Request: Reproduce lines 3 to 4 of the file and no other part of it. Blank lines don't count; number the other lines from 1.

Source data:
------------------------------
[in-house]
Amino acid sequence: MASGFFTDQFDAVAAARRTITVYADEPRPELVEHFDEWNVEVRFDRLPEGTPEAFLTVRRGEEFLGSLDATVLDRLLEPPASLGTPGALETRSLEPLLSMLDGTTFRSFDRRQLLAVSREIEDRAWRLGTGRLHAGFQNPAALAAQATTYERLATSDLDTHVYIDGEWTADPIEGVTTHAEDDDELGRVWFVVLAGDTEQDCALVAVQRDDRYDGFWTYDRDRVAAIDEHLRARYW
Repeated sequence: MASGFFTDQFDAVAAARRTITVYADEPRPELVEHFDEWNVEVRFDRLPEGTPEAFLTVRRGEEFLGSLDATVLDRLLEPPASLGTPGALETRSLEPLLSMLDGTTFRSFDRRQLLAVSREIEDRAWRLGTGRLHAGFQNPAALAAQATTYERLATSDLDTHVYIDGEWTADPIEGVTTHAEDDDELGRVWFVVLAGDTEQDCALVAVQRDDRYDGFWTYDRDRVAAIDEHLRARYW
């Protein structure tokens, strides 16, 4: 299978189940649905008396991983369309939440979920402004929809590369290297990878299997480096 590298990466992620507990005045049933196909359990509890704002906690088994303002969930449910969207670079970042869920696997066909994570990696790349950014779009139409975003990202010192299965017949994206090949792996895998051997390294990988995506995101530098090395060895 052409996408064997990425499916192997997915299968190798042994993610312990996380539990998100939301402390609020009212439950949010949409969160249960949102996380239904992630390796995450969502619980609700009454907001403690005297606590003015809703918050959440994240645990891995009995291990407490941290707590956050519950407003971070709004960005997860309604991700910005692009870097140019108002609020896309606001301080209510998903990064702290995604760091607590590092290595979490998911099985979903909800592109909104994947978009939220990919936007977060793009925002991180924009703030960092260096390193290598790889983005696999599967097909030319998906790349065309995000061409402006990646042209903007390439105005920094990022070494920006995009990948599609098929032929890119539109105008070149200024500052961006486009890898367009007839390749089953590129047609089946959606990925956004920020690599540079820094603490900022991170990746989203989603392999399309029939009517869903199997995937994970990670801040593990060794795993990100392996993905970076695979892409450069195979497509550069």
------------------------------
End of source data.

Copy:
Repeated sequence: MASGFFTDQFDAVAAARRTITVYADEPRPELVEHFDEWNVEVRFDRLPEGTPEAFLTVRRGEEFLGSLDATVLDRLLEPPASLGTPGALETRSLEPLLSMLDGTTFRSFDRRQLLAVSREIEDRAWRLGTGRLHAGFQNPAALAAQATTYERLATSDLDTHVYIDGEWTADPIEGVTTHAEDDDELGRVWFVVLAGDTEQDCALVAVQRDDRYDGFWTYDRDRVAAIDEHLRARYW
């Protein structure tokens, strides 16, 4: 299978189940649905008396991983369309939440979920402004929809590369290297990878299997480096 590298990466992620507990005045049933196909359990509890704002906690088994303002969930449910969207670079970042869920696997066909994570990696790349950014779009139409975003990202010192299965017949994206090949792996895998051997390294990988995506995101530098090395060895 052409996408064997990425499916192997997915299968190798042994993610312990996380539990998100939301402390609020009212439950949010949409969160249960949102996380239904992630390796995450969502619980609700009454907001403690005297606590003015809703918050959440994240645990891995009995291990407490941290707590956050519950407003971070709004960005997860309604991700910005692009870097140019108002609020896309606001301080209510998903990064702290995604760091607590590092290595979490998911099985979903909800592109909104994947978009939220990919936007977060793009925002991180924009703030960092260096390193290598790889983005696999599967097909030319998906790349065309995000061409402006990646042209903007390439105005920094990022070494920006995009990948599609098929032929890119539109105008070149200024500052961006486009890898367009007839390749089953590129047609089946959606990925956004920020690599540079820094603490900022991170990746989203989603392999399309029939009517869903199997995937994970990670801040593990060794795993990100392996993905970076695979892409450069195979497509550069």